Thinking Outside the Blank: 8 Critical Thinking Activities for ESL Students

Thinking Outside the Blank
8 Critical Thinking Activities for ESL Students

Susan Verner
by Susan Verner 26,055 views |

At times, language learning can be straightforward. Students memorize lists of vocabulary and rules for grammar.

This type of thinking, though, isn’t very complex. Recall and memorization only require surface level thinking. If you are teaching ESL to children, teaching critical thinking is particularly important because it will serve them in their futures no matter what language they are speaking. Teaching critical thinking, though, isn’t always easy. The following are some ways to integrate critical thinking exercises into your ESL lessons while still meeting the language goals you set for your students.

Try These 8 Critical Thinking Activities with Your ESL Students

  1. 1

    Ask Questions

    Sometimes an easy answer isn’t much of an answer at all. Getting your students to think about how they came to the answer that they did will challenge them to think critically, and it gets them using more language and using it in practical ways. For example, in an activity for using the simple future, you might ask your students what they will be doing in five years. One student might answer that he is going to be a movie star. You can ask questions like the following to get your student to think more critically: What makes you think that? What evidence do you see in your life now that will make that true in the future? By asking these questions, you challenge your student to think about his thinking. At the same time, you provide an opportunity for him to use English to express his ideas.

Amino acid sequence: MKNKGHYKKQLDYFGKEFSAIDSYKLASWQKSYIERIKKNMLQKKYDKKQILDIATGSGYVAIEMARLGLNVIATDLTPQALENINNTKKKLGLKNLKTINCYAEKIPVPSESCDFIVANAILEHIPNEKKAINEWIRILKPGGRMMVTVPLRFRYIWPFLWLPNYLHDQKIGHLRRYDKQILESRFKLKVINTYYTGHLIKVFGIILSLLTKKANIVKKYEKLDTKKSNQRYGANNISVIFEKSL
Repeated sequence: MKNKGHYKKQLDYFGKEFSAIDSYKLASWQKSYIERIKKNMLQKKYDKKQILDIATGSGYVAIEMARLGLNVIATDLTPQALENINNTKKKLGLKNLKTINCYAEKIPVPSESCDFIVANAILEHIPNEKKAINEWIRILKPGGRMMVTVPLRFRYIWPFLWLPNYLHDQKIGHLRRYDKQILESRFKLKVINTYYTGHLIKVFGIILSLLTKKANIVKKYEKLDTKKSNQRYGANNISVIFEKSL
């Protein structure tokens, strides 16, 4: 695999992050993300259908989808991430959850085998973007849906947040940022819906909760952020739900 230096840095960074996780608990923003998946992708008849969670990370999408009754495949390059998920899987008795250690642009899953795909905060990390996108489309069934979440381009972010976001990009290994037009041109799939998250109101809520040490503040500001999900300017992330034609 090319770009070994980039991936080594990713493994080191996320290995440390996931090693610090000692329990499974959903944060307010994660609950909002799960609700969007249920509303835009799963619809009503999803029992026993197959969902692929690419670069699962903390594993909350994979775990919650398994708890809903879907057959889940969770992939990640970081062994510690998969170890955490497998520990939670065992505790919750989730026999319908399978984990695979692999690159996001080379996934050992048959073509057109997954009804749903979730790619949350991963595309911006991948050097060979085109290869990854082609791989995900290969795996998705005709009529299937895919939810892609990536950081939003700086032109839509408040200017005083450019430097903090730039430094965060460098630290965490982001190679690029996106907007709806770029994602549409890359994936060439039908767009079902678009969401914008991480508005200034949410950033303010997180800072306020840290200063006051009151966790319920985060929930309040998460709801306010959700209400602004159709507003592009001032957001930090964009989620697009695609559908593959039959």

2. 2

    Open Ended Questions

    In classes like grammar, one answer to a question is usually the right one. But giving these types of answers often doesn’t require anything more than memorization and recall. When you can (and it might not be during a grammar lesson) ask questions that don’t have a “right” answer and challenge your students to think on a deeper level. For example, if you were doing a vocabulary unit on food, you might ask a recall question about what a waiter says when taking someone’s order. (What will you have?) An open ended question that will challenge your students to think more deeply might look like the following. If you were a server in a restaurant and worked the night shift, how would your life be different? How would you balance school and work? Encourage this type of thinking and expression and your students will benefit in more ways than one.

  3. 3

    Give a Minute

    Part of your role in getting your students to think critically is giving them the time and the encouragement to do so. When you ask a question, giving your students a few minutes to think before they have to answer can mean the difference between a short easy answer and one that comes from serious thought. Doing this is easy. Simply count to sixty after asking a question to give your students a chance to think before they answer. You can also teach your students phrases like, “Can I have a minute to think…Give me just a minute” when they would like time to process their ideas. When they use these phrases, it tells you that they are actively trying to answer your question and gives them the space they need to put their ideas and words together before speaking. In addition, using this technique with native speakers will help those not familiar with ESL students know that your students are not unable to answer their questions but that they need a bit of time before they do.